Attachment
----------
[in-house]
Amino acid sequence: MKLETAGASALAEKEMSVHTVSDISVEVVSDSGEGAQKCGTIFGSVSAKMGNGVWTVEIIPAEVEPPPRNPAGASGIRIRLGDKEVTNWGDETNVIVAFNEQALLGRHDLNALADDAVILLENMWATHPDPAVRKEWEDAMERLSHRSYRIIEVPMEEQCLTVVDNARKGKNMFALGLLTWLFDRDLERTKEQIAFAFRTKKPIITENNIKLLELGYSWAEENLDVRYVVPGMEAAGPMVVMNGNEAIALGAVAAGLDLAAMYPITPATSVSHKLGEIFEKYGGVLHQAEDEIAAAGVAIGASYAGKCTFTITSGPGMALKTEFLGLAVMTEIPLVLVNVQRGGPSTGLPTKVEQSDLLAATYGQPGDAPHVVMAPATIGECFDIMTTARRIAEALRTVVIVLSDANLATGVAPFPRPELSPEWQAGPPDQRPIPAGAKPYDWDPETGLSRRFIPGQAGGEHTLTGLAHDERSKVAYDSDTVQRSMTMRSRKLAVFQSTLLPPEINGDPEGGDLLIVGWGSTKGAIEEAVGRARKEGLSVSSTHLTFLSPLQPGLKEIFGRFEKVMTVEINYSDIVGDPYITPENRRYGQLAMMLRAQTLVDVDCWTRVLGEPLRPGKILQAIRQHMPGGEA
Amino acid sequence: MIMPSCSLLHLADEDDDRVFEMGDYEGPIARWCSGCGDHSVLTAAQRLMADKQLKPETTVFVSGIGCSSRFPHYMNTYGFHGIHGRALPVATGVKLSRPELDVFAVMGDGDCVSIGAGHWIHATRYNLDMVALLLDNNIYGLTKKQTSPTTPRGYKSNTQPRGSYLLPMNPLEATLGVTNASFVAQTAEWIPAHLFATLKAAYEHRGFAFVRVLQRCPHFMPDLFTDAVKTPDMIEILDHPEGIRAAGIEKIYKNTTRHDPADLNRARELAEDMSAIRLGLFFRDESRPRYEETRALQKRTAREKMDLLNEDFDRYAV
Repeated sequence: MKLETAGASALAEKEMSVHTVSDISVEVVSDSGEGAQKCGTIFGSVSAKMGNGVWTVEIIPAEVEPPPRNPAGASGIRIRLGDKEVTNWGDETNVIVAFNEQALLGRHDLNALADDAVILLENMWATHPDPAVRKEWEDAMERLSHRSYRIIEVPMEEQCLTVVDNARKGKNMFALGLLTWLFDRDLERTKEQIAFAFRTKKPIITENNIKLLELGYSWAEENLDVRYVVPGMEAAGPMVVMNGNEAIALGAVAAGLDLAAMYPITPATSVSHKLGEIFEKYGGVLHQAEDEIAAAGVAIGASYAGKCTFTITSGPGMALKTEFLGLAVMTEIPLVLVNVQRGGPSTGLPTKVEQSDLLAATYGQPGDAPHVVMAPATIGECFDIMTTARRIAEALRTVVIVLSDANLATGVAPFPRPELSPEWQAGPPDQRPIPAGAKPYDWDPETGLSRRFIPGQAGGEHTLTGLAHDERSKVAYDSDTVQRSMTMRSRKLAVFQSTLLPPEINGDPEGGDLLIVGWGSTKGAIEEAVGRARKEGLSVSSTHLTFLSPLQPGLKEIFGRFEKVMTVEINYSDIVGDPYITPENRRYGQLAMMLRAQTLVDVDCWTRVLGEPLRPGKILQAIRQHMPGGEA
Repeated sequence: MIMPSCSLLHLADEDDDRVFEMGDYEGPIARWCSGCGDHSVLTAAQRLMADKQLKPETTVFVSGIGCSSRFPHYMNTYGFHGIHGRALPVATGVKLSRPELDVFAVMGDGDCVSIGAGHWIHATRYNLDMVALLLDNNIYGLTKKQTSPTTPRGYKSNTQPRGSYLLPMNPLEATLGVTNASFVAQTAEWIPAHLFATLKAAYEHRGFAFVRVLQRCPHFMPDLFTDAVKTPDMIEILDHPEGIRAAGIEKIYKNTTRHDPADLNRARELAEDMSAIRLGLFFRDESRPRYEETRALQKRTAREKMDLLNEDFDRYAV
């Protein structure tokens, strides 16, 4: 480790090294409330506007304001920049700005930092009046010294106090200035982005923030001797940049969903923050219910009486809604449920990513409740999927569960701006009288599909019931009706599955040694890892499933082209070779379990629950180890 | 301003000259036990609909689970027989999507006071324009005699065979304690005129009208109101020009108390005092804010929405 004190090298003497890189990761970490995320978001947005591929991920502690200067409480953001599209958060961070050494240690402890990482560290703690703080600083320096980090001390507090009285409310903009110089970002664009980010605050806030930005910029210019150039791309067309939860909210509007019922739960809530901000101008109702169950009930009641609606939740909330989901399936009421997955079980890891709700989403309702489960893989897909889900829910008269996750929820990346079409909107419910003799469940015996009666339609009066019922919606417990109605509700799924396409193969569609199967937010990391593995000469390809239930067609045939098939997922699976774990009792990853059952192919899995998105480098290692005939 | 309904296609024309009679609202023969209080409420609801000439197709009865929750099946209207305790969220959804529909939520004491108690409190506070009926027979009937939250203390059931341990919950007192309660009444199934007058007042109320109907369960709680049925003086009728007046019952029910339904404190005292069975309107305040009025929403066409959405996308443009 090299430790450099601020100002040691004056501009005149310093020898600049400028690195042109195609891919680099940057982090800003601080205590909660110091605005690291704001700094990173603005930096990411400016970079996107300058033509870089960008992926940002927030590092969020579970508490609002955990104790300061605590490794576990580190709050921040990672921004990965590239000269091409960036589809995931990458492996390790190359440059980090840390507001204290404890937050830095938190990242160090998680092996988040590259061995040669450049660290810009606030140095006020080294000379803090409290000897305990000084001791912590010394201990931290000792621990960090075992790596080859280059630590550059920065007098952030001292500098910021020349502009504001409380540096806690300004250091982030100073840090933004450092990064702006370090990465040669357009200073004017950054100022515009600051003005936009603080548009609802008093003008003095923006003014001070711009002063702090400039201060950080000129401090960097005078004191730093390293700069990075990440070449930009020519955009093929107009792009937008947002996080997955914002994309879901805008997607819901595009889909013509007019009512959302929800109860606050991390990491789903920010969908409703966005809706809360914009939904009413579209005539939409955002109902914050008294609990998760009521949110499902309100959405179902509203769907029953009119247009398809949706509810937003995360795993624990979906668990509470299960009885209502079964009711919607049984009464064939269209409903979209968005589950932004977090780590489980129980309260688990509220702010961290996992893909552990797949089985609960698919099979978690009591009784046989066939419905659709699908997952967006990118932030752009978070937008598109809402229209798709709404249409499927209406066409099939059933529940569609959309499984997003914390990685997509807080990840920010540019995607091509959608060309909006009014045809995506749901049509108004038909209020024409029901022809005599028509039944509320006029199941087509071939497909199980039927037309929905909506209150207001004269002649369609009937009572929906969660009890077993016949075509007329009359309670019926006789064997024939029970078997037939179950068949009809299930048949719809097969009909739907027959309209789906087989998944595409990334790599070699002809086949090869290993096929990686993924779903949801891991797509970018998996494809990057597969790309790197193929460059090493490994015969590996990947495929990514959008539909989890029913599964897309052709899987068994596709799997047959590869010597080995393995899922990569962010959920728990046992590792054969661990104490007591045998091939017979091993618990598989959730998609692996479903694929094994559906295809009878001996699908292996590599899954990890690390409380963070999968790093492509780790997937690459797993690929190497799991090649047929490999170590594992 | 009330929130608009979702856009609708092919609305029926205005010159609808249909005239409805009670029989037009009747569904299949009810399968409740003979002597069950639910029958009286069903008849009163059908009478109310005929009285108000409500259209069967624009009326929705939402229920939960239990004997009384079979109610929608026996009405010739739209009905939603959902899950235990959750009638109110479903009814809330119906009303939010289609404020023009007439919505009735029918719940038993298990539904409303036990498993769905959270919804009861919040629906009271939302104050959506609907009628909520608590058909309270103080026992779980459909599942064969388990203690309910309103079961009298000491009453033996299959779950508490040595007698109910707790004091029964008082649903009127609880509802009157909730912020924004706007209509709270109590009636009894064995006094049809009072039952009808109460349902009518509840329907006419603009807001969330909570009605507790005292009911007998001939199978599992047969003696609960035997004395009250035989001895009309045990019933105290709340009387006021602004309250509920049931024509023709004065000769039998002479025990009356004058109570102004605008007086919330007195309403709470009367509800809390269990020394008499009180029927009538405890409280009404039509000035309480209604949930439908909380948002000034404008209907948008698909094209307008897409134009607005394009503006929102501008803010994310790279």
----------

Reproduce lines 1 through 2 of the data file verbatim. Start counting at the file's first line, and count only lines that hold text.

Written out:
[in-house]
Amino acid sequence: MKLETAGASALAEKEMSVHTVSDISVEVVSDSGEGAQKCGTIFGSVSAKMGNGVWTVEIIPAEVEPPPRNPAGASGIRIRLGDKEVTNWGDETNVIVAFNEQALLGRHDLNALADDAVILLENMWATHPDPAVRKEWEDAMERLSHRSYRIIEVPMEEQCLTVVDNARKGKNMFALGLLTWLFDRDLERTKEQIAFAFRTKKPIITENNIKLLELGYSWAEENLDVRYVVPGMEAAGPMVVMNGNEAIALGAVAAGLDLAAMYPITPATSVSHKLGEIFEKYGGVLHQAEDEIAAAGVAIGASYAGKCTFTITSGPGMALKTEFLGLAVMTEIPLVLVNVQRGGPSTGLPTKVEQSDLLAATYGQPGDAPHVVMAPATIGECFDIMTTARRIAEALRTVVIVLSDANLATGVAPFPRPELSPEWQAGPPDQRPIPAGAKPYDWDPETGLSRRFIPGQAGGEHTLTGLAHDERSKVAYDSDTVQRSMTMRSRKLAVFQSTLLPPEINGDPEGGDLLIVGWGSTKGAIEEAVGRARKEGLSVSSTHLTFLSPLQPGLKEIFGRFEKVMTVEINYSDIVGDPYITPENRRYGQLAMMLRAQTLVDVDCWTRVLGEPLRPGKILQAIRQHMPGGEA